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Hlitner

Tale of Med Evac and Insurance Companies

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We can answer one of Mustgo's questions. If you are evacuated from a ship at sea...such evacuation is handled by the Coast Guard who charges no fees for their service. This is the case throughout most of the world.

 

Hank

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Yes Hank that is true. A problem may still remain with Geoblue for such a trip. The onboard doctor is not a US doctor but foreign registered. I am not sure US medicare would cover the onboard expense. I do have a small claim filed now to cover a ship doctor visit on Princess. We have Princess insurance on that one. First time I ever bought it. My primary medicare insurance is still processing the claim so it will useful to know if they do pay. If not, Princess insurance will pay but they are secondary. Insurance does get complicated as one gets older.

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I am interested in the info that GeoBlue does not cover a cruise to Hawaii. The actual language of their policy is interesting as there is no mention of coverage on any cruise ship...although they recently settled our claim including payment for services rendered on the Golden Princess. An issue with Hawaii might have something to do with GeoBlue only covering medical services delivered in a country "other then the USA."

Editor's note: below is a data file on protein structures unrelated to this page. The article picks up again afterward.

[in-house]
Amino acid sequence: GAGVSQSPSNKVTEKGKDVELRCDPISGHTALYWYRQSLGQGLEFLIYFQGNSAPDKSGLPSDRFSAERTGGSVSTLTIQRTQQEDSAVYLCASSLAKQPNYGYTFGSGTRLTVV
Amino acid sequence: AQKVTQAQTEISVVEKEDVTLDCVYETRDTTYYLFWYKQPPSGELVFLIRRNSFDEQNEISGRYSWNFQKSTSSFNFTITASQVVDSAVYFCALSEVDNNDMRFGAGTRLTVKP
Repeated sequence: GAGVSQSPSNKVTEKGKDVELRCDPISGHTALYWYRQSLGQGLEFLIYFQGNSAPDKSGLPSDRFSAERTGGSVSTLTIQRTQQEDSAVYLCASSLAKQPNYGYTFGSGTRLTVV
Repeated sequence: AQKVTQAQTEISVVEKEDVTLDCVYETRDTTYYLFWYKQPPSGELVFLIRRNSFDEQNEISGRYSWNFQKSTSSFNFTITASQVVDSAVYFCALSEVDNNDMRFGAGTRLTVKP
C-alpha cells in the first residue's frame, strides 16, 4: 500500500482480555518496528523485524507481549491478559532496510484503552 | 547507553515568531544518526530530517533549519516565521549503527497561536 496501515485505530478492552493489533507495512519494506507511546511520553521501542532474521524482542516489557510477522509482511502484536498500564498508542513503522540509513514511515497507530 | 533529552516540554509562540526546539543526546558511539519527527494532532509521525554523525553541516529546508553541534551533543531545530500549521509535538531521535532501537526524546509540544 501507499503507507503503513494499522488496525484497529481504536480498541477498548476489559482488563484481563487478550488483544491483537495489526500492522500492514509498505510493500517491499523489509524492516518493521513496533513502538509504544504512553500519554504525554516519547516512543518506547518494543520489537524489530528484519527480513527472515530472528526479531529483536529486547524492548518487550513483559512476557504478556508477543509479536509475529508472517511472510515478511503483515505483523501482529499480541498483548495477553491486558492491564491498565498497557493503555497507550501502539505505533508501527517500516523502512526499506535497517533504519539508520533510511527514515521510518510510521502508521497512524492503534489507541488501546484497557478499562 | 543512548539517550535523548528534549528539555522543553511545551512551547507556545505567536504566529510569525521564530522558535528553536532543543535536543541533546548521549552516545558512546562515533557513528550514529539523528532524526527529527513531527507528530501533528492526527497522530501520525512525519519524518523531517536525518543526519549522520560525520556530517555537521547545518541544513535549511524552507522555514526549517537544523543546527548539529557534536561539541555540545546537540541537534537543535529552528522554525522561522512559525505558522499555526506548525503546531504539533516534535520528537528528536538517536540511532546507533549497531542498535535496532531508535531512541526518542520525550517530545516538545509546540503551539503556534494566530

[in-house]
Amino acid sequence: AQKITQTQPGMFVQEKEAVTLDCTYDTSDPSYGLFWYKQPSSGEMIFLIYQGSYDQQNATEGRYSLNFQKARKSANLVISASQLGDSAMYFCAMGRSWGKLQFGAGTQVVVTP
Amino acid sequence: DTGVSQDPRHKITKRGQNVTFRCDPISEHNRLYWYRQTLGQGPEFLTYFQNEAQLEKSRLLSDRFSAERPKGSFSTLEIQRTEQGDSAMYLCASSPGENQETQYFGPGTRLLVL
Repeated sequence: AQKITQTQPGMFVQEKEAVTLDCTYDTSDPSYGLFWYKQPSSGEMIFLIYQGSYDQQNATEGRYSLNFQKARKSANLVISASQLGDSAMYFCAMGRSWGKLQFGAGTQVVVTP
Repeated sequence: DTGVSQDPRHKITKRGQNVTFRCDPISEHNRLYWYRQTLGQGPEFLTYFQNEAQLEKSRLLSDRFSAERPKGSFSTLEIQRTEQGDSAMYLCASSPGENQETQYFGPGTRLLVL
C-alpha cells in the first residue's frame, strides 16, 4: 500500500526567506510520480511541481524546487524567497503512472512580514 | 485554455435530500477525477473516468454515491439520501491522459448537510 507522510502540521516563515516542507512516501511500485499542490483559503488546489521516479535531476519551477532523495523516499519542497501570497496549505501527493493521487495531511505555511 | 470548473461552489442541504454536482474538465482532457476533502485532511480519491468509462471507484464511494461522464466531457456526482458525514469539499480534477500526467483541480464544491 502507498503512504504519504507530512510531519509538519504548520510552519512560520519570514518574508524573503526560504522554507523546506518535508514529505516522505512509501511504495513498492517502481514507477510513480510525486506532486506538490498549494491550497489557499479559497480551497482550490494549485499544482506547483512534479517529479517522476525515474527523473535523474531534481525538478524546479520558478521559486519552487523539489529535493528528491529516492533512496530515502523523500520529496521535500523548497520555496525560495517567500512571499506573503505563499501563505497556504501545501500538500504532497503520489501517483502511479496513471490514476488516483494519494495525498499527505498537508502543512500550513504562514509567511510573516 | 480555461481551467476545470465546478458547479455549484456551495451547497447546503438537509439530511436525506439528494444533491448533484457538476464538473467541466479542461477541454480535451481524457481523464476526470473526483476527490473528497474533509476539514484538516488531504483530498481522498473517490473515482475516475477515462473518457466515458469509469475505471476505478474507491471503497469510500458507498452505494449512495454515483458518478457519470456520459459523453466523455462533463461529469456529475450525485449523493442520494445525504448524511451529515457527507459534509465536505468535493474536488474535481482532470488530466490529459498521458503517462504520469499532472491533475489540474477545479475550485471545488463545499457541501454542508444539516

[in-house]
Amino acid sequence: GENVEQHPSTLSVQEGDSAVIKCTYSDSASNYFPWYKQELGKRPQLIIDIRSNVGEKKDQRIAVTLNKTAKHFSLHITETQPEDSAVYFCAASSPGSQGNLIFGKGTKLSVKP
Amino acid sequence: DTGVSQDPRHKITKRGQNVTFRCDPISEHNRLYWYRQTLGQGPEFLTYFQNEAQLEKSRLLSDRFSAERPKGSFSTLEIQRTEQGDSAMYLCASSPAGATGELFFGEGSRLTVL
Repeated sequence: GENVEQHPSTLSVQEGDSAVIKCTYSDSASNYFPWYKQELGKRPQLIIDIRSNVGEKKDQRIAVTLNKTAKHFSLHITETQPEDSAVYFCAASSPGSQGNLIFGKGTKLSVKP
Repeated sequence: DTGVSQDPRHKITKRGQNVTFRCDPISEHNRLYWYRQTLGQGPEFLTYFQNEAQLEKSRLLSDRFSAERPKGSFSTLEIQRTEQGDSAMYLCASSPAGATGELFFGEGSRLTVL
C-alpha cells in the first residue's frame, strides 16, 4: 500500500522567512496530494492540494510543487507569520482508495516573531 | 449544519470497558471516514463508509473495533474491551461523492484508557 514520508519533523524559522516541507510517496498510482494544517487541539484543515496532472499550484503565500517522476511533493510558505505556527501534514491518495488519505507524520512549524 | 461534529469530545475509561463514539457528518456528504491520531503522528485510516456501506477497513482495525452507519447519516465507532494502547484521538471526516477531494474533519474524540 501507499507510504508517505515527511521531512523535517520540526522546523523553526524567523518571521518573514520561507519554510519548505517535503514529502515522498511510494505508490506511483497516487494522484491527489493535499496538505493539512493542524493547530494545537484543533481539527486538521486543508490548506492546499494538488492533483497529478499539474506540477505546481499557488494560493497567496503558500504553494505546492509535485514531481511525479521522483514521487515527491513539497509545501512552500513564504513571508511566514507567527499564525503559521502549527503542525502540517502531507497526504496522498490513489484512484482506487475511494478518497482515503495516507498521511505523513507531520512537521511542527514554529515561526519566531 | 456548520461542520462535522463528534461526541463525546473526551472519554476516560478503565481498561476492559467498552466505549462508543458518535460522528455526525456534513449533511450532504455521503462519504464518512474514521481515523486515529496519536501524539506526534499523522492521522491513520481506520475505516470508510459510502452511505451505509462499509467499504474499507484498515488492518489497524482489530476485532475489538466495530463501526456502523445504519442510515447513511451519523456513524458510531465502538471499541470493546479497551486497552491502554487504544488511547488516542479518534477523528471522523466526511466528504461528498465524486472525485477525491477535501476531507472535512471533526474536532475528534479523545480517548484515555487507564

Hank

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An issue with Hawaii might have something to do with GeoBlue only covering medical services delivered in a country "other then the USA."

 

Hank

 

I'd say that you hit the nail on the head.

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Thanks for coming back to us with the results, because we also use this combo...Reserve and GeoBlue.

 

I guess I won’t fault the Chase underwriter much because we had a friend who had a cancellation claim against a regular travel insurance company which also initially denied the cancelled air over the amount of a change fee. Only when he proved he had stage 4 cancer and said it would be unlikely he could use the air credit, did they relent.